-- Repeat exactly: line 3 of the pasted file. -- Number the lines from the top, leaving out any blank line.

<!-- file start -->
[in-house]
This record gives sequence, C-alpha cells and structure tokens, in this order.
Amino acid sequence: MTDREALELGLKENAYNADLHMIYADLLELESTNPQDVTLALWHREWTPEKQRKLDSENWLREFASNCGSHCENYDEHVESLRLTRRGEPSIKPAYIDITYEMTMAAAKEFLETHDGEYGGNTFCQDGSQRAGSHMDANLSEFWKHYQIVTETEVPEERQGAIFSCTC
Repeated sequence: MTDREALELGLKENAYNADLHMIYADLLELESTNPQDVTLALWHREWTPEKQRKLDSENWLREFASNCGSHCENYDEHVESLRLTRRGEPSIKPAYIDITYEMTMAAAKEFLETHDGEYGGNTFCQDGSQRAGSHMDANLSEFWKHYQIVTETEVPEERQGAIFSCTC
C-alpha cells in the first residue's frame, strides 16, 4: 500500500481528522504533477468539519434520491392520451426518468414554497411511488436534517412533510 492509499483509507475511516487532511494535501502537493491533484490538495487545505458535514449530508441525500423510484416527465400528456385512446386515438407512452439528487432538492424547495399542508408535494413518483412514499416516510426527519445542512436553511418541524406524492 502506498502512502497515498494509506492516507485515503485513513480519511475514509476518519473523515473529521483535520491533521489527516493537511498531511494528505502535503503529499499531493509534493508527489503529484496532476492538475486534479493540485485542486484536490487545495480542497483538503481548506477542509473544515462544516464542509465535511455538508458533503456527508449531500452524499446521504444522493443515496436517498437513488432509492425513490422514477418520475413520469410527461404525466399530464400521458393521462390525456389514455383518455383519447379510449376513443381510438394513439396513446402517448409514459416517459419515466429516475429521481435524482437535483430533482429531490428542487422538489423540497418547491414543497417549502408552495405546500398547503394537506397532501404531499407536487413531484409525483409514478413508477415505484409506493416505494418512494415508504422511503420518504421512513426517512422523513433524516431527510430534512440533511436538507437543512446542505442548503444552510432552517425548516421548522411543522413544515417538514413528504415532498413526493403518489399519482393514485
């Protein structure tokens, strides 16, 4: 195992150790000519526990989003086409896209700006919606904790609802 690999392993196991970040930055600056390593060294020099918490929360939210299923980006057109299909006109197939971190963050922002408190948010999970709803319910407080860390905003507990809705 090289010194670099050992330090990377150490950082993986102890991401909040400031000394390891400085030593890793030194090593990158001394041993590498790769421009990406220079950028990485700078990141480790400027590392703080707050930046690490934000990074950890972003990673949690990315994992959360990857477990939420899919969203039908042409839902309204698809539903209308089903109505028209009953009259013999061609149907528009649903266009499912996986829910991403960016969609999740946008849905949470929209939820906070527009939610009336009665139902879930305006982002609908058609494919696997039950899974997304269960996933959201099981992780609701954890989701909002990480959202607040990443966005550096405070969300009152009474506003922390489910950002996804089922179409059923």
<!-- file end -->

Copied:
Amino acid sequence: MTDREALELGLKENAYNADLHMIYADLLELESTNPQDVTLALWHREWTPEKQRKLDSENWLREFASNCGSHCENYDEHVESLRLTRRGEPSIKPAYIDITYEMTMAAAKEFLETHDGEYGGNTFCQDGSQRAGSHMDANLSEFWKHYQIVTETEVPEERQGAIFSCTC